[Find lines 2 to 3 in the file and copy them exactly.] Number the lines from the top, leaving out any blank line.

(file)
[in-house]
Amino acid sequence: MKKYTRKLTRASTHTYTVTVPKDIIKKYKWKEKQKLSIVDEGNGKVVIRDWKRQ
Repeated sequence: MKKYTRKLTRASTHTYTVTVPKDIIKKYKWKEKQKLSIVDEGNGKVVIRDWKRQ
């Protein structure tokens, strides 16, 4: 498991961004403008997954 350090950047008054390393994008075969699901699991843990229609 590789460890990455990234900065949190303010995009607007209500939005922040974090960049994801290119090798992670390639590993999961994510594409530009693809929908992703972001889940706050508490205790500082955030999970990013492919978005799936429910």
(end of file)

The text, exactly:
Amino acid sequence: MKKYTRKLTRASTHTYTVTVPKDIIKKYKWKEKQKLSIVDEGNGKVVIRDWKRQ
Repeated sequence: MKKYTRKLTRASTHTYTVTVPKDIIKKYKWKEKQKLSIVDEGNGKVVIRDWKRQ